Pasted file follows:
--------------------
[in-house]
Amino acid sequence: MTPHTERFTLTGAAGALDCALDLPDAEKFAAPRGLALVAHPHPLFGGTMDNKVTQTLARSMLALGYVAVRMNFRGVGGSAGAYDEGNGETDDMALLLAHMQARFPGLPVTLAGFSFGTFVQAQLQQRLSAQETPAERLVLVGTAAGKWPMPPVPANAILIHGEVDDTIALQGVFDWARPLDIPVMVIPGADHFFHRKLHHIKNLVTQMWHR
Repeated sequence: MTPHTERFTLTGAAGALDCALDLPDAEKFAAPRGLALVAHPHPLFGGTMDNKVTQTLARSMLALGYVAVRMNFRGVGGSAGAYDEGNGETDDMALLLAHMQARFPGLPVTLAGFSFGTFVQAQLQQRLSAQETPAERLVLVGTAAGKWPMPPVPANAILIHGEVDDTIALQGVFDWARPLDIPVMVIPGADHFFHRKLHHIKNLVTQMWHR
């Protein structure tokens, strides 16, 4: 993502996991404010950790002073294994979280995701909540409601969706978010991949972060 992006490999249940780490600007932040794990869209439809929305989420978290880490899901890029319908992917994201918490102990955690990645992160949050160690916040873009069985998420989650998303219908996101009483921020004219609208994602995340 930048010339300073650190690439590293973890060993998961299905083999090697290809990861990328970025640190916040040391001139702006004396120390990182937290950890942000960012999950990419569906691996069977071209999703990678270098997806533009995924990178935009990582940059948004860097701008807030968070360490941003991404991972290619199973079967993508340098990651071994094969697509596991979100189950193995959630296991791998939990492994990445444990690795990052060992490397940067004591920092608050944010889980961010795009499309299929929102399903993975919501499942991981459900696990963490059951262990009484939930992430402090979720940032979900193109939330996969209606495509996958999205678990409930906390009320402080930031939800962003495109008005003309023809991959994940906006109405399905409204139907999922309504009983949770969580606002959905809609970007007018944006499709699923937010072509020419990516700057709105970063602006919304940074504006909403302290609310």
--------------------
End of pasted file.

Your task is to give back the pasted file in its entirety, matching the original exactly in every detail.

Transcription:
[in-house]
Amino acid sequence: MTPHTERFTLTGAAGALDCALDLPDAEKFAAPRGLALVAHPHPLFGGTMDNKVTQTLARSMLALGYVAVRMNFRGVGGSAGAYDEGNGETDDMALLLAHMQARFPGLPVTLAGFSFGTFVQAQLQQRLSAQETPAERLVLVGTAAGKWPMPPVPANAILIHGEVDDTIALQGVFDWARPLDIPVMVIPGADHFFHRKLHHIKNLVTQMWHR
Repeated sequence: MTPHTERFTLTGAAGALDCALDLPDAEKFAAPRGLALVAHPHPLFGGTMDNKVTQTLARSMLALGYVAVRMNFRGVGGSAGAYDEGNGETDDMALLLAHMQARFPGLPVTLAGFSFGTFVQAQLQQRLSAQETPAERLVLVGTAAGKWPMPPVPANAILIHGEVDDTIALQGVFDWARPLDIPVMVIPGADHFFHRKLHHIKNLVTQMWHR
């Protein structure tokens, strides 16, 4: 993502996991404010950790002073294994979280995701909540409601969706978010991949972060 992006490999249940780490600007932040794990869209439809929305989420978290880490899901890029319908992917994201918490102990955690990645992160949050160690916040873009069985998420989650998303219908996101009483921020004219609208994602995340 930048010339300073650190690439590293973890060993998961299905083999090697290809990861990328970025640190916040040391001139702006004396120390990182937290950890942000960012999950990419569906691996069977071209999703990678270098997806533009995924990178935009990582940059948004860097701008807030968070360490941003991404991972290619199973079967993508340098990651071994094969697509596991979100189950193995959630296991791998939990492994990445444990690795990052060992490397940067004591920092608050944010889980961010795009499309299929929102399903993975919501499942991981459900696990963490059951262990009484939930992430402090979720940032979900193109939330996969209606495509996958999205678990409930906390009320402080930031939800962003495109008005003309023809991959994940906006109405399905409204139907999922309504009983949770969580606002959905809609970007007018944006499709699923937010072509020419990516700057709105970063602006919304940074504006909403302290609310």